Land Of Talk, Applause Cheer Boo Hiss

Land Of Talk, Applause Cheer Boo Hiss

When I was in my early 20s and finishing up my Masters, I fell in love with Poe. Her first eponymously titled album was a bong in the lightsocket, angry and grooved. Lots of loops and sounds and such, and it didn’t really have the sound of a pretty face that had screwed her way to making an album. I was in love.

While discovering Poe, I met a girl, in that one special time where planets align and you get that manna from heaven. Through a number of happy coincidences we started seeing each other, and I ended up in Cincinnati at her flat wearing flannel boxers and walking barefoot on the 150-year-old cedar floors, the two of us enjoying the hell out of each other. She was clearly insane (or not so clearly, at the time), and she might have been on the rebound. And she smoked. And she loved Poe. I used to describe to this girl a deep desire for Poe (in the same way I wish the same thing for Justin Timberlake now) to actually front a band of humans, who played real instruments and not laptops, and let some of that hatred out on top of music that mattered. Of course, it never happened; Poe released an obscure second album that did nothing, and the insane girl left me to “find herself” in the California desert. They were both gone, but neither desire ever died.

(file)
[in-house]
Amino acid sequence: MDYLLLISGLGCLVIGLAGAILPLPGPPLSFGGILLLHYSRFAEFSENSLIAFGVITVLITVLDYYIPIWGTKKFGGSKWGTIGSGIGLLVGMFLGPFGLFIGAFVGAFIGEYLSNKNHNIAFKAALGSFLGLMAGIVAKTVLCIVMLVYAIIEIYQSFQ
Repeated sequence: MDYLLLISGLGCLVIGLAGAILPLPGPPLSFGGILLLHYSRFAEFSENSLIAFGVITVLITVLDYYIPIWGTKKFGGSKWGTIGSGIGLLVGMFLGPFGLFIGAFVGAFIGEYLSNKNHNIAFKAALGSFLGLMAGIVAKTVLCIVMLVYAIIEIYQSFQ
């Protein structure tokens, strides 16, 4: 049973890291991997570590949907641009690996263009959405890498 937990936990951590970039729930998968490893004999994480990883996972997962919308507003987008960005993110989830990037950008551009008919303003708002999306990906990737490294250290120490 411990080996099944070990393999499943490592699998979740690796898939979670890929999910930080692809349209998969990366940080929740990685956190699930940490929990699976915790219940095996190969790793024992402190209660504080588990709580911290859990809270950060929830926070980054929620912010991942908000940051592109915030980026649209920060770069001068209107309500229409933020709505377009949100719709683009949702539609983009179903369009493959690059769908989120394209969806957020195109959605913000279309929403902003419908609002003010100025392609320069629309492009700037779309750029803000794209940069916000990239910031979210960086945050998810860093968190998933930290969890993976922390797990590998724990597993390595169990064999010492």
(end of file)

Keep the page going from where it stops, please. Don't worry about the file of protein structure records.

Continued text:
Land Of Talk is, in some ways, the fulfillment of that desire. It is Poe singing for Coldplay, in an alternate universe where Chris Martin plays piano and writes quirky chord progressions without opening his emo mouth. Land Of Talk hails from Montreal, Canada, lead by “anti-folk” singer Elizabeth Powell, who taps a wonderful quirky voice that reminds me of my beloved Poe — airy, pained, yet warm and inviting. The supporting musicians are perfectly lo-fi, lots of solid musicianship without too much polish. Applause Cheer Boo Hiss is a very pretty album, in the way that Manhattan is beautiful: rough, dynamic, emotional but not depressed, with a symmetry that pleases the eye (or, in this case, ear) as long as you don’t look too hard at the minutiae. “Magnetic Hill” is probably the strongest song on the album, but there is a great hook (or five) in every song. One of those few albums that get better the more you hear it.

Just like I did 13 years ago, I am falling in love again.

(Dependent Music -- P.O. Box 910, Stellarton, NS, B0K 1S0 CANADA;; Land Of Talk --
BUY ME: Amazon

Review by . Review posted Saturday, May 26th, 2007. Filed under Reviews.

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